Harrison S.D.,Charles River Discovery Research Services |
Rainbolt E.A.,Charles River Discovery Research Services |
Meshaw K.R.,Charles River Discovery Research Services |
And 3 more authors.
PLoS ONE | Year: 2014
Approved drugs target approximately 400 different mechanisms of action, of which as few as 60 are currently used as anticancer therapies. Given that on average it takes 10-15 years for a new cancer therapeutic to be approved, and the recent success of drug repurposing for agents such as thalidomide, we hypothesized that effective, safe cancer treatments may be found by testing approved drugs in new therapeutic settings. Here, we report in-vivo testing of a broad compound collection in cancer xenograft models. Using 182 compounds that target 125 unique target mechanisms, we identified 3 drugs that displayed reproducible activity in combination with the chemotherapeutic temozolomide. Candidate drugs appear effective at dose equivalents that exceed current prescription levels, suggesting that additional pre-clinical efforts will be needed before these drugs can be tested for efficacy in clinical trials. In total, we suggest drug repurposing is a relatively resource-intensive method that can identify approved medicines with a narrow margin of anti-cancer activity. © 2014 Roix et al.
Heikkinen T.,Charles River Discovery Research Services |
Lehtimaki K.,Charles River Discovery Research Services |
Vartiainen N.,Charles River Discovery Research Services |
Puolivali J.,Charles River Discovery Research Services |
And 12 more authors.
PLoS ONE | Year: 2012
Huntington's disease (HD) is an autosomal neurodegenerative disorder, characterized by severe behavioral, cognitive, and motor deficits. Since the discovery of the huntingtin gene (HTT) mutation that causes the disease, several mouse lines have been developed using different gene constructs of Htt. Recently, a new model, the zQ175 knock-in (KI) mouse, was developed (see description by Menalled et al, ) in an attempt to have the Htt gene in a context and causing a phenotype that more closely mimics HD in humans. Here we confirm the behavioral phenotypes reported by Menalled et al , and extend the characterization to include brain volumetry, striatal metabolite concentration, and early neurophysiological changes. The overall reproducibility of the behavioral phenotype across the two independent laboratories demonstrates the utility of this new model. Further, important features reminiscent of human HD pathology are observed in zQ175 mice: compared to wild-type neurons, electrophysiological recordings from acute brain slices reveal that medium spiny neurons from zQ175 mice display a progressive hyperexcitability; glutamatergic transmission in the striatum is severely attenuated; decreased striatal and cortical volumes from 3 and 4 months of age in homo- and heterozygous mice, respectively, with whole brain volumes only decreased in homozygotes. MR spectroscopy reveals decreased concentrations of N-acetylaspartate and increased concentrations of glutamine, taurine and creatine + phosphocreatine in the striatum of 12-month old homozygotes, the latter also measured in 12-month-old heterozygotes. Motor, behavioral, and cognitive deficits in homozygotes occur concurrently with the structural and metabolic changes observed. In sum, the zQ175 KI model has robust behavioral, electrophysiological, and histopathological features that may be valuable in both furthering our understanding of HD-like pathophyisology and the evaluation of potential therapeutic strategies to slow the progression of disease. © 2012 Heikkinen et al.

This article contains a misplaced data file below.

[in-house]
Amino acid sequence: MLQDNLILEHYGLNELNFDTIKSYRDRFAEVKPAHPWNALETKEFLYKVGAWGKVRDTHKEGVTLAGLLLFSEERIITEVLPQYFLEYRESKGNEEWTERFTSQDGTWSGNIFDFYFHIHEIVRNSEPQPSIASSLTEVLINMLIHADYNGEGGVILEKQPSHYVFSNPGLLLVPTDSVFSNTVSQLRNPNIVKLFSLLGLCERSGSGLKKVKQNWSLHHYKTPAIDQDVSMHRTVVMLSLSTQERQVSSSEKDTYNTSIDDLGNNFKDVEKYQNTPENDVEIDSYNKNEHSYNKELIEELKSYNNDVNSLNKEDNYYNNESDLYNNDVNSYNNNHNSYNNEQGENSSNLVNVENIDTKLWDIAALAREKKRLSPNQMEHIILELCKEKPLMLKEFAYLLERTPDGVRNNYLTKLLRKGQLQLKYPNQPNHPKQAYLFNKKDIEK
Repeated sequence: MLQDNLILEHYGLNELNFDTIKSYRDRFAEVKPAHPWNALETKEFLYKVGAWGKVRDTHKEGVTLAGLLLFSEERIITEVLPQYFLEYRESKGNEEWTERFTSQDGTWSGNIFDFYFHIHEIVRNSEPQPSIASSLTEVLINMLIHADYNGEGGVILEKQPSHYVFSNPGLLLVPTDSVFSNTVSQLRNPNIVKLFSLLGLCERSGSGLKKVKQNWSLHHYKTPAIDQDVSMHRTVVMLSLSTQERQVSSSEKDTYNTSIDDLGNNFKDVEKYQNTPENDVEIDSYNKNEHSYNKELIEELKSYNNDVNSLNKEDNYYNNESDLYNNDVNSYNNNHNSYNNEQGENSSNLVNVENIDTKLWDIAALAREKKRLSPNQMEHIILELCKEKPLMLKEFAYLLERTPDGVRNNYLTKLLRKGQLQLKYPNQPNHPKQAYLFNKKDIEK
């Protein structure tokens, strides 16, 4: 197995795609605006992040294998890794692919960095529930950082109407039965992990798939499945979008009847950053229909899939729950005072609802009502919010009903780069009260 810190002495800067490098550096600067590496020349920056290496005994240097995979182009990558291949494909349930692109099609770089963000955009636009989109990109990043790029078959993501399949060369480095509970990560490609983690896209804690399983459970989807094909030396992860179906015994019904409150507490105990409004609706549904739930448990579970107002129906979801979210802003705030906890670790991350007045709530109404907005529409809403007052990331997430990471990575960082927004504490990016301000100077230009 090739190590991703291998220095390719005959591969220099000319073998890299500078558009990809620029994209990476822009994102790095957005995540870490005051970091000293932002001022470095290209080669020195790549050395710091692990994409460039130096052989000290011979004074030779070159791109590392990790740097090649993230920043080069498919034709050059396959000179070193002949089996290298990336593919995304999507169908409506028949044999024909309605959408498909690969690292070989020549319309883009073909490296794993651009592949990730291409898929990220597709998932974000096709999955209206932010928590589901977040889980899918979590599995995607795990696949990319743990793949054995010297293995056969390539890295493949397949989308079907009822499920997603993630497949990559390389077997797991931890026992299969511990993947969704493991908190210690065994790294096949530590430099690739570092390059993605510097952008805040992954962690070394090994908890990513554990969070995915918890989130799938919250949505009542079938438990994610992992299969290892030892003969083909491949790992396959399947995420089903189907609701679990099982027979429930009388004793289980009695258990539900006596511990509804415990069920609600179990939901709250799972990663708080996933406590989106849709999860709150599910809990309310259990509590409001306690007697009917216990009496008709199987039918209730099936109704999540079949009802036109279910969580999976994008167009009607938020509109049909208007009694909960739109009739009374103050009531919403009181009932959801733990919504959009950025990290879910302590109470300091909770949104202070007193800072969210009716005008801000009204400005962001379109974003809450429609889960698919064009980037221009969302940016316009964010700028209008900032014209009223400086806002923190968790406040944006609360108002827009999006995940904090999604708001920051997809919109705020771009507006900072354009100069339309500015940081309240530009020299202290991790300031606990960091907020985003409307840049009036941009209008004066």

PubMed | CHDI Management CHDI Foundation, Psychogenics, Inc., Brains On Line LLC, Neuroservice and 2 more.
Type: | Journal: PLoS currents | Year: 2014
Huntingtons disease is a neurodegenerative disorder caused by mutations in the CAG tract of huntingtin. Several studies in HD cellular and rodent systems have identified disturbances in cyclic nucleotide signaling, which might be relevant to pathogenesis and therapeutic intervention. To investigate whether selective phosphodiesterase (PDE) inhibitors can improve some aspects of disease pathogenesis in HD models, we have systematically evaluated the effects of a variety of cAMP and cGMP selective PDE inhibitors in various HD models. Here we present the lack of effect in a variety of endpoints of the PDE subtype selective inhibitor SCH-51866, a PDE1/5 inhibitor, in the R6/2 mouse model of HD, after chronic oral dosing.